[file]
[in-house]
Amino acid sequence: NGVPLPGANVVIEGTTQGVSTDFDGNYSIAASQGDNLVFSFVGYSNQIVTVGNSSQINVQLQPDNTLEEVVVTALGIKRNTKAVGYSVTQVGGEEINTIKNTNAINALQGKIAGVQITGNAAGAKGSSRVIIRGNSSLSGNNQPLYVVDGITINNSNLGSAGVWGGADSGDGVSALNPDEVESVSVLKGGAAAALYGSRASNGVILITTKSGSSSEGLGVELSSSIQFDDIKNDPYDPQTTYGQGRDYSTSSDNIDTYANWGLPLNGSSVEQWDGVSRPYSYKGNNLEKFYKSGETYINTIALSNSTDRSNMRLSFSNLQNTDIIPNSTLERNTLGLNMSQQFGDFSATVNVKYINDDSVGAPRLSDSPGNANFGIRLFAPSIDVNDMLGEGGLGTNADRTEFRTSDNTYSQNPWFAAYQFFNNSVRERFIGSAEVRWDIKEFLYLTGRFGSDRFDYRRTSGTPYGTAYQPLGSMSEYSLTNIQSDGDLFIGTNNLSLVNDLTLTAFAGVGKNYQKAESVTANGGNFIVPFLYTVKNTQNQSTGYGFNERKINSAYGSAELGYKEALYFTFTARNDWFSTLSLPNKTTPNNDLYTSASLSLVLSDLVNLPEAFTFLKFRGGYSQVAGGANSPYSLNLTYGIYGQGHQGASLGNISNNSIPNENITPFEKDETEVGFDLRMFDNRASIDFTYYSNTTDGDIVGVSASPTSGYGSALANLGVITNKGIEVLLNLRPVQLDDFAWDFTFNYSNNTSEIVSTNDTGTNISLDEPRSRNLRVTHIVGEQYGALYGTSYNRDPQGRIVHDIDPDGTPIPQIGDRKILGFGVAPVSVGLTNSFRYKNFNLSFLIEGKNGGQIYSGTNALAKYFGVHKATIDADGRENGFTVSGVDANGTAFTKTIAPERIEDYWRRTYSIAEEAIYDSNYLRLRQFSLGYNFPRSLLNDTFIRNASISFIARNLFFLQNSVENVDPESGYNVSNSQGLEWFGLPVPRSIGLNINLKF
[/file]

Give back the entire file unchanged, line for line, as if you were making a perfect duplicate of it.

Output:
[in-house]
Amino acid sequence: NGVPLPGANVVIEGTTQGVSTDFDGNYSIAASQGDNLVFSFVGYSNQIVTVGNSSQINVQLQPDNTLEEVVVTALGIKRNTKAVGYSVTQVGGEEINTIKNTNAINALQGKIAGVQITGNAAGAKGSSRVIIRGNSSLSGNNQPLYVVDGITINNSNLGSAGVWGGADSGDGVSALNPDEVESVSVLKGGAAAALYGSRASNGVILITTKSGSSSEGLGVELSSSIQFDDIKNDPYDPQTTYGQGRDYSTSSDNIDTYANWGLPLNGSSVEQWDGVSRPYSYKGNNLEKFYKSGETYINTIALSNSTDRSNMRLSFSNLQNTDIIPNSTLERNTLGLNMSQQFGDFSATVNVKYINDDSVGAPRLSDSPGNANFGIRLFAPSIDVNDMLGEGGLGTNADRTEFRTSDNTYSQNPWFAAYQFFNNSVRERFIGSAEVRWDIKEFLYLTGRFGSDRFDYRRTSGTPYGTAYQPLGSMSEYSLTNIQSDGDLFIGTNNLSLVNDLTLTAFAGVGKNYQKAESVTANGGNFIVPFLYTVKNTQNQSTGYGFNERKINSAYGSAELGYKEALYFTFTARNDWFSTLSLPNKTTPNNDLYTSASLSLVLSDLVNLPEAFTFLKFRGGYSQVAGGANSPYSLNLTYGIYGQGHQGASLGNISNNSIPNENITPFEKDETEVGFDLRMFDNRASIDFTYYSNTTDGDIVGVSASPTSGYGSALANLGVITNKGIEVLLNLRPVQLDDFAWDFTFNYSNNTSEIVSTNDTGTNISLDEPRSRNLRVTHIVGEQYGALYGTSYNRDPQGRIVHDIDPDGTPIPQIGDRKILGFGVAPVSVGLTNSFRYKNFNLSFLIEGKNGGQIYSGTNALAKYFGVHKATIDADGRENGFTVSGVDANGTAFTKTIAPERIEDYWRRTYSIAEEAIYDSNYLRLRQFSLGYNFPRSLLNDTFIRNASISFIARNLFFLQNSVENVDPESGYNVSNSQGLEWFGLPVPRSIGLNINLKF